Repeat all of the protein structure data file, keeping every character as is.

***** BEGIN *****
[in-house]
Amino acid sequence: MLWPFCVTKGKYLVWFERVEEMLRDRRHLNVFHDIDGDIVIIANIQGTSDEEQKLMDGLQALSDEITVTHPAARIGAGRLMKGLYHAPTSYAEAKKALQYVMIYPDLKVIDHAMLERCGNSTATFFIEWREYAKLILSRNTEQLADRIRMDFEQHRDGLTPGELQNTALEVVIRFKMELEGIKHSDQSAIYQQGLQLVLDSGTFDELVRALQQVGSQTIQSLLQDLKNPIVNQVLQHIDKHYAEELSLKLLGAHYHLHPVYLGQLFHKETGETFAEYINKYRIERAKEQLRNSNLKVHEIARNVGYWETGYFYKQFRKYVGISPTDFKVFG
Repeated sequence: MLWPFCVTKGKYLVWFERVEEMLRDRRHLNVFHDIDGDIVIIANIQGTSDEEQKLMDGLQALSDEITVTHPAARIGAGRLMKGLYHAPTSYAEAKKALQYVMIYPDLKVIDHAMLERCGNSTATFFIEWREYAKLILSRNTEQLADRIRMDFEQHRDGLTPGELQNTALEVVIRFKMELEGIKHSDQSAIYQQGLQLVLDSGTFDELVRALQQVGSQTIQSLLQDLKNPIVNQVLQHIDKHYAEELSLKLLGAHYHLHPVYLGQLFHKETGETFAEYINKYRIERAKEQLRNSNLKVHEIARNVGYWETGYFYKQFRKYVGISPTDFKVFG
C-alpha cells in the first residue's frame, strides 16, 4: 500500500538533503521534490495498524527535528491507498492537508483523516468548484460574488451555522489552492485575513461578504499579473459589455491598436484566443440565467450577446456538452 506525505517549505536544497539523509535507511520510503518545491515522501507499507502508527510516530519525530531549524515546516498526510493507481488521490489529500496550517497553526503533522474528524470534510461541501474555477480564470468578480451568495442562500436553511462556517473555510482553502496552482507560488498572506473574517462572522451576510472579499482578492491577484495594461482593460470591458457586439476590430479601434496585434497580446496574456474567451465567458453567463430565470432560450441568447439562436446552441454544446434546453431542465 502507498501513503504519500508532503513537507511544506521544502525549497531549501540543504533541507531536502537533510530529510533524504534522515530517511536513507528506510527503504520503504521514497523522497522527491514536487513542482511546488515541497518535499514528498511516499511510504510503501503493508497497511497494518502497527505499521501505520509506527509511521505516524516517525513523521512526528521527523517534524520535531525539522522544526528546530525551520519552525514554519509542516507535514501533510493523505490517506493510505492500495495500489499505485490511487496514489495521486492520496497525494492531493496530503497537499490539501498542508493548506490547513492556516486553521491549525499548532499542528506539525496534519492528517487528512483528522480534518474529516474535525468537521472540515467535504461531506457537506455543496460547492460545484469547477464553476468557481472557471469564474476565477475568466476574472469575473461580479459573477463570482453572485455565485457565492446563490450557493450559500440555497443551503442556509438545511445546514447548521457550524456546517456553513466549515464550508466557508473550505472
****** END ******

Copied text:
[in-house]
Amino acid sequence: MLWPFCVTKGKYLVWFERVEEMLRDRRHLNVFHDIDGDIVIIANIQGTSDEEQKLMDGLQALSDEITVTHPAARIGAGRLMKGLYHAPTSYAEAKKALQYVMIYPDLKVIDHAMLERCGNSTATFFIEWREYAKLILSRNTEQLADRIRMDFEQHRDGLTPGELQNTALEVVIRFKMELEGIKHSDQSAIYQQGLQLVLDSGTFDELVRALQQVGSQTIQSLLQDLKNPIVNQVLQHIDKHYAEELSLKLLGAHYHLHPVYLGQLFHKETGETFAEYINKYRIERAKEQLRNSNLKVHEIARNVGYWETGYFYKQFRKYVGISPTDFKVFG
Repeated sequence: MLWPFCVTKGKYLVWFERVEEMLRDRRHLNVFHDIDGDIVIIANIQGTSDEEQKLMDGLQALSDEITVTHPAARIGAGRLMKGLYHAPTSYAEAKKALQYVMIYPDLKVIDHAMLERCGNSTATFFIEWREYAKLILSRNTEQLADRIRMDFEQHRDGLTPGELQNTALEVVIRFKMELEGIKHSDQSAIYQQGLQLVLDSGTFDELVRALQQVGSQTIQSLLQDLKNPIVNQVLQHIDKHYAEELSLKLLGAHYHLHPVYLGQLFHKETGETFAEYINKYRIERAKEQLRNSNLKVHEIARNVGYWETGYFYKQFRKYVGISPTDFKVFG
C-alpha cells in the first residue's frame, strides 16, 4: 500500500538533503521534490495498524527535528491507498492537508483523516468548484460574488451555522489552492485575513461578504499579473459589455491598436484566443440565467450577446456538452 506525505517549505536544497539523509535507511520510503518545491515522501507499507502508527510516530519525530531549524515546516498526510493507481488521490489529500496550517497553526503533522474528524470534510461541501474555477480564470468578480451568495442562500436553511462556517473555510482553502496552482507560488498572506473574517462572522451576510472579499482578492491577484495594461482593460470591458457586439476590430479601434496585434497580446496574456474567451465567458453567463430565470432560450441568447439562436446552441454544446434546453431542465 502507498501513503504519500508532503513537507511544506521544502525549497531549501540543504533541507531536502537533510530529510533524504534522515530517511536513507528506510527503504520503504521514497523522497522527491514536487513542482511546488515541497518535499514528498511516499511510504510503501503493508497497511497494518502497527505499521501505520509506527509511521505516524516517525513523521512526528521527523517534524520535531525539522522544526528546530525551520519552525514554519509542516507535514501533510493523505490517506493510505492500495495500489499505485490511487496514489495521486492520496497525494492531493496530503497537499490539501498542508493548506490547513492556516486553521491549525499548532499542528506539525496534519492528517487528512483528522480534518474529516474535525468537521472540515467535504461531506457537506455543496460547492460545484469547477464553476468557481472557471469564474476565477475568466476574472469575473461580479459573477463570482453572485455565485457565492446563490450557493450559500440555497443551503442556509438545511445546514447548521457550524456546517456553513466549515464550508466557508473550505472